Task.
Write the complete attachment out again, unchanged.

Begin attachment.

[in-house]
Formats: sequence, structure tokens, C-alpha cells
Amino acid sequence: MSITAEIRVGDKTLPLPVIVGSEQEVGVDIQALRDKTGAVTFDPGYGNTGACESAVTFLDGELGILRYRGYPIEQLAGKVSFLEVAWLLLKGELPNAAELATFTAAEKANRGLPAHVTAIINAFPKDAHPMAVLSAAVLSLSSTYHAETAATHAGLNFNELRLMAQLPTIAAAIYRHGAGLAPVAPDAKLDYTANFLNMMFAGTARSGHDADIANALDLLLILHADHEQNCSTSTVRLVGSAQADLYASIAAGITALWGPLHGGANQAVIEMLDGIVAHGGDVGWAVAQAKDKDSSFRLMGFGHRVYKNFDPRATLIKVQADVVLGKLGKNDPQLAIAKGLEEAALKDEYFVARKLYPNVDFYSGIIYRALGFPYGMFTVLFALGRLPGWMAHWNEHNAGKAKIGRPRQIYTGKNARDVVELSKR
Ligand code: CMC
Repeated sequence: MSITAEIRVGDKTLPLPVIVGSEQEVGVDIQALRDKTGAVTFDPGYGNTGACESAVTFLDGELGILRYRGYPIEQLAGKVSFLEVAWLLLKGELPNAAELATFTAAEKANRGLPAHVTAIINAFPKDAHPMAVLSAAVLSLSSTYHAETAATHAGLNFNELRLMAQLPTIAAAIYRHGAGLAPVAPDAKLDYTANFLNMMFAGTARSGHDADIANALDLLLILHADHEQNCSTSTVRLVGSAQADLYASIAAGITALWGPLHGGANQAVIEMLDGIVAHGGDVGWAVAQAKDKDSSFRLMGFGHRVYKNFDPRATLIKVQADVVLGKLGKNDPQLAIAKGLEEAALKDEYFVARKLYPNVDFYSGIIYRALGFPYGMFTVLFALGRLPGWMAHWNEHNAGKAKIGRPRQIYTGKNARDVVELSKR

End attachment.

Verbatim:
[in-house]
Formats: sequence, structure tokens, C-alpha cells
Amino acid sequence: MSITAEIRVGDKTLPLPVIVGSEQEVGVDIQALRDKTGAVTFDPGYGNTGACESAVTFLDGELGILRYRGYPIEQLAGKVSFLEVAWLLLKGELPNAAELATFTAAEKANRGLPAHVTAIINAFPKDAHPMAVLSAAVLSLSSTYHAETAATHAGLNFNELRLMAQLPTIAAAIYRHGAGLAPVAPDAKLDYTANFLNMMFAGTARSGHDADIANALDLLLILHADHEQNCSTSTVRLVGSAQADLYASIAAGITALWGPLHGGANQAVIEMLDGIVAHGGDVGWAVAQAKDKDSSFRLMGFGHRVYKNFDPRATLIKVQADVVLGKLGKNDPQLAIAKGLEEAALKDEYFVARKLYPNVDFYSGIIYRALGFPYGMFTVLFALGRLPGWMAHWNEHNAGKAKIGRPRQIYTGKNARDVVELSKR
Ligand code: CMC
Repeated sequence: MSITAEIRVGDKTLPLPVIVGSEQEVGVDIQALRDKTGAVTFDPGYGNTGACESAVTFLDGELGILRYRGYPIEQLAGKVSFLEVAWLLLKGELPNAAELATFTAAEKANRGLPAHVTAIINAFPKDAHPMAVLSAAVLSLSSTYHAETAATHAGLNFNELRLMAQLPTIAAAIYRHGAGLAPVAPDAKLDYTANFLNMMFAGTARSGHDADIANALDLLLILHADHEQNCSTSTVRLVGSAQADLYASIAAGITALWGPLHGGANQAVIEMLDGIVAHGGDVGWAVAQAKDKDSSFRLMGFGHRVYKNFDPRATLIKVQADVVLGKLGKNDPQLAIAKGLEEAALKDEYFVARKLYPNVDFYSGIIYRALGFPYGMFTVLFALGRLPGWMAHWNEHNAGKAKIGRPRQIYTGKNARDVVELSKR